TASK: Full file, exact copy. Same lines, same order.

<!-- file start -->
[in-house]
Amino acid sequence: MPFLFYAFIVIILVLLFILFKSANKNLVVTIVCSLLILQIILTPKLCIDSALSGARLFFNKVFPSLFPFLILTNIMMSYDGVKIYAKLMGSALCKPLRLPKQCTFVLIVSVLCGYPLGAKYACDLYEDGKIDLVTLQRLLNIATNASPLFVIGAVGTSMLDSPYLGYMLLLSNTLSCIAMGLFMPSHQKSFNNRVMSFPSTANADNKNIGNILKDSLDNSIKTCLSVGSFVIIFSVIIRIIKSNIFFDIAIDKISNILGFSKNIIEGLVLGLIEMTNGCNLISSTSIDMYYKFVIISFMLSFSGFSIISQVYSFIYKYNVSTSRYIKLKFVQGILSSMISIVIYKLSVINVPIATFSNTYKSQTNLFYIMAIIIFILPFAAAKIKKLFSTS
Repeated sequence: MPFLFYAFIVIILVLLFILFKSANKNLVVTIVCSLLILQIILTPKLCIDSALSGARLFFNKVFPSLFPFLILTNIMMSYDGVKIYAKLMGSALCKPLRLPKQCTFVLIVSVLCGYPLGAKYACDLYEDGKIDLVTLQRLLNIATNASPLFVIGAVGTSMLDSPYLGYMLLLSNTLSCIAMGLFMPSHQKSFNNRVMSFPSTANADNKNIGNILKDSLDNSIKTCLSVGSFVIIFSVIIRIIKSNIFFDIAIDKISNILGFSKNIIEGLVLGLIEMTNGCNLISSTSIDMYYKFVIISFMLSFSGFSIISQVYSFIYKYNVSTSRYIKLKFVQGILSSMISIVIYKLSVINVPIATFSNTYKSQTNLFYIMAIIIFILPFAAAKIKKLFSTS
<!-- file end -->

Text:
[in-house]
Amino acid sequence: MPFLFYAFIVIILVLLFILFKSANKNLVVTIVCSLLILQIILTPKLCIDSALSGARLFFNKVFPSLFPFLILTNIMMSYDGVKIYAKLMGSALCKPLRLPKQCTFVLIVSVLCGYPLGAKYACDLYEDGKIDLVTLQRLLNIATNASPLFVIGAVGTSMLDSPYLGYMLLLSNTLSCIAMGLFMPSHQKSFNNRVMSFPSTANADNKNIGNILKDSLDNSIKTCLSVGSFVIIFSVIIRIIKSNIFFDIAIDKISNILGFSKNIIEGLVLGLIEMTNGCNLISSTSIDMYYKFVIISFMLSFSGFSIISQVYSFIYKYNVSTSRYIKLKFVQGILSSMISIVIYKLSVINVPIATFSNTYKSQTNLFYIMAIIIFILPFAAAKIKKLFSTS
Repeated sequence: MPFLFYAFIVIILVLLFILFKSANKNLVVTIVCSLLILQIILTPKLCIDSALSGARLFFNKVFPSLFPFLILTNIMMSYDGVKIYAKLMGSALCKPLRLPKQCTFVLIVSVLCGYPLGAKYACDLYEDGKIDLVTLQRLLNIATNASPLFVIGAVGTSMLDSPYLGYMLLLSNTLSCIAMGLFMPSHQKSFNNRVMSFPSTANADNKNIGNILKDSLDNSIKTCLSVGSFVIIFSVIIRIIKSNIFFDIAIDKISNILGFSKNIIEGLVLGLIEMTNGCNLISSTSIDMYYKFVIISFMLSFSGFSIISQVYSFIYKYNVSTSRYIKLKFVQGILSSMISIVIYKLSVINVPIATFSNTYKSQTNLFYIMAIIIFILPFAAAKIKKLFSTS